Potential subglacial lake locations and meltwater drainage pathways beneath the Antarctic and Greenland ice sheets

Livingstone, Stephen, Clark, Chris, Woodward, John and Kingslake, J. (2013) Potential subglacial lake locations and meltwater drainage pathways beneath the Antarctic and Greenland ice sheets. Cryosphere, 7 (6). pp. 1721-1740. ISSN 1994-0424

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Official URL: http://dx.doi.org/10.5194/tc-7-1721-2013

Abstract

We use the Shreve hydraulic potential equation as a simplified approach to investigate potential subglacial lake locations and meltwater drainage pathways beneath the Antarctic and Greenland ice sheets. We validate the method by demonstrating its ability to recall the locations of > 60\% of the known subglacial lakes beneath the Antarctic Ice Sheet. This is despite uncertainty in the ice-sheet bed elevation and our simplified modelling approach. However, we predict many more lakes than are observed. Hence we suggest that thousands of subglacial lakes remain to be found. Applying our technique to the Greenland Ice Sheet, where very few subglacial lakes have so far been observed, recalls 1607 potential lake locations, covering 1.2\% of the bed. Our results will therefore provide suitable targets for geophysical surveys aimed at identifying lakes beneath Greenland. We also apply the technique to modelled past ice-sheet configurations and find that during deglaciation both ice sheets likely had more subglacial lakes at their beds. These lakes, inherited from past ice-sheet configurations, would not form under current surface conditions, but are able to persist, suggesting a retreating ice-sheet will have many more subglacial lakes than advancing ones. We also investigate subglacial drainage pathways of the present-day and former Greenland and Antarctic ice sheets. Key sectors of the ice sheets, such as the Siple Coast (Antarctica) and NE Greenland Ice Stream system, are suggested to have been susceptible to subglacial drainage switching. We discuss how our results impact our understanding of meltwater drainage, basal lubrication and ice-stream formation.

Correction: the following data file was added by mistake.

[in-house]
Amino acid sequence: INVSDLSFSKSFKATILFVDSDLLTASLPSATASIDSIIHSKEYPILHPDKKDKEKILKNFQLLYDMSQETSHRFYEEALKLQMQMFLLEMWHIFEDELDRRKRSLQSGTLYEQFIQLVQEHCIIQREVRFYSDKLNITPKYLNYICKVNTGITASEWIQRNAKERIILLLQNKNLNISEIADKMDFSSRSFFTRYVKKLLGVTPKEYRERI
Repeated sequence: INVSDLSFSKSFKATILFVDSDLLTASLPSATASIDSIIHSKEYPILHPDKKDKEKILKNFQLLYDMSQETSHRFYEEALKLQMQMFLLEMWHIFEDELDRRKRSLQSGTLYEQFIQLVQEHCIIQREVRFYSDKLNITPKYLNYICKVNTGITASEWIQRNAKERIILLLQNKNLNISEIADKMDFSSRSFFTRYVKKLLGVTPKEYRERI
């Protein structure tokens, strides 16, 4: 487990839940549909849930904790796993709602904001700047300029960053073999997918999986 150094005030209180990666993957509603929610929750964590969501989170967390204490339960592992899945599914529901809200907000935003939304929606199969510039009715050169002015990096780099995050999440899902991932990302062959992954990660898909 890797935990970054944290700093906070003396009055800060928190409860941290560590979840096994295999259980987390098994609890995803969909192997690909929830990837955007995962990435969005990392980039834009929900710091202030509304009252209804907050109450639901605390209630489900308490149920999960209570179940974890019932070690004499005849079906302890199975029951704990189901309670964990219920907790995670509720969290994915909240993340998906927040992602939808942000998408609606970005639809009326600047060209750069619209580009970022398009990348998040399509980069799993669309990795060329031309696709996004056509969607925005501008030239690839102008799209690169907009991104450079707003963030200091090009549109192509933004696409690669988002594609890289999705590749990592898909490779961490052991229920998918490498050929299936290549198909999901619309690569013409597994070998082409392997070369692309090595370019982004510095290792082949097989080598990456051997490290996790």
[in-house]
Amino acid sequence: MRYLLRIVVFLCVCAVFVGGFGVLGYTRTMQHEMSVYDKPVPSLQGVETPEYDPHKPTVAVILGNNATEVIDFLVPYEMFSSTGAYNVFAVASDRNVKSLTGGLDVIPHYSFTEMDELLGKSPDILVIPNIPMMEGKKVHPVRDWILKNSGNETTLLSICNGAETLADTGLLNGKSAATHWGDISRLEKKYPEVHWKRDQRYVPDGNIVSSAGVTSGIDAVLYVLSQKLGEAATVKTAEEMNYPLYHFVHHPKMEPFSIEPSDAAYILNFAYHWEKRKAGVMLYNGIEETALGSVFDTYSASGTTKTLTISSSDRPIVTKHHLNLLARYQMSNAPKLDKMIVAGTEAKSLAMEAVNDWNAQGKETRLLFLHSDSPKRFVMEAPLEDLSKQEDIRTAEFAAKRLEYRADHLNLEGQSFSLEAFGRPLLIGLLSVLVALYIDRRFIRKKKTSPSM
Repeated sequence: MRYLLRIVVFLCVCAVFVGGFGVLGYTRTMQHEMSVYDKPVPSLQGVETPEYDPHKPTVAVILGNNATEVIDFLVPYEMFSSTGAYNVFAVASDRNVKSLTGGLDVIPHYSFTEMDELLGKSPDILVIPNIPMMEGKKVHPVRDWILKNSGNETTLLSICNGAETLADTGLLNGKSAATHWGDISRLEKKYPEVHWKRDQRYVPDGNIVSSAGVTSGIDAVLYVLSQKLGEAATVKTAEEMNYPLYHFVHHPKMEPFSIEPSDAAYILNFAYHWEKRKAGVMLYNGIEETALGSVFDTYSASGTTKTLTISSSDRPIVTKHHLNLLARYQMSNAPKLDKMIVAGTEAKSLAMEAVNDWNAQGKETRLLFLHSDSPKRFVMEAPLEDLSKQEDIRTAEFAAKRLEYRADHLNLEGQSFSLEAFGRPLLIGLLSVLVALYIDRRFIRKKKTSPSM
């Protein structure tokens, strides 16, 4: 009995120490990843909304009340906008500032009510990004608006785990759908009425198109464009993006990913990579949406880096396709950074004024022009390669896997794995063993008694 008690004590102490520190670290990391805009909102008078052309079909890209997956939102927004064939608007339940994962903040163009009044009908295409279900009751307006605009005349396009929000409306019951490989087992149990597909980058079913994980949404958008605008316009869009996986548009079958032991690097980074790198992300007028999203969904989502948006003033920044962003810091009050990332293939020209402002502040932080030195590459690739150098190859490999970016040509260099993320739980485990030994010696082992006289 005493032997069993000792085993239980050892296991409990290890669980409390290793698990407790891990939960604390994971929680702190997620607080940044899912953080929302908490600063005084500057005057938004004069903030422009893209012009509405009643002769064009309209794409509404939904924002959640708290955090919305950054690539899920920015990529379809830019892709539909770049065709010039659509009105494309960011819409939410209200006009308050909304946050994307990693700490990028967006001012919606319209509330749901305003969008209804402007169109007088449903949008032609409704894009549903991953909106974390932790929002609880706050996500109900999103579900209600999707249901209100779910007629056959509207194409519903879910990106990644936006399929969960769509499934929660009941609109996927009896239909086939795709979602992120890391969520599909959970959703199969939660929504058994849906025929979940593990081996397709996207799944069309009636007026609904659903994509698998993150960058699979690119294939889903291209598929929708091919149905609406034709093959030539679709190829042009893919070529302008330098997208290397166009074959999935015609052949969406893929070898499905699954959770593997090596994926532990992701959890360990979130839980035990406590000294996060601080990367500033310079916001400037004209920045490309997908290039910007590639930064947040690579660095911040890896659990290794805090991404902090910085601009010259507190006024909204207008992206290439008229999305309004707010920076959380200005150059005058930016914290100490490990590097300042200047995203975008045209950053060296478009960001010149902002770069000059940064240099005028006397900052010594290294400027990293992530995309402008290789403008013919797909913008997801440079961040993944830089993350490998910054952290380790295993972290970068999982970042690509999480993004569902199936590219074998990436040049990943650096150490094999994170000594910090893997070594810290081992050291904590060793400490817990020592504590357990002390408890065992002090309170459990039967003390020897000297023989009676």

Item Type: Article
Subjects: F600 Geology
F800 Physical and Terrestrial Geographical and Environmental Sciences
Department: Faculties > Engineering and Environment > Geography and Environmental Sciences
Depositing User: Nicola King
Date Deposited: 16 Jan 2014 11:32
Last Modified: 10 Mar 2016 06:14
URI: http://nrl.northumbria.ac.uk/id/eprint/15104

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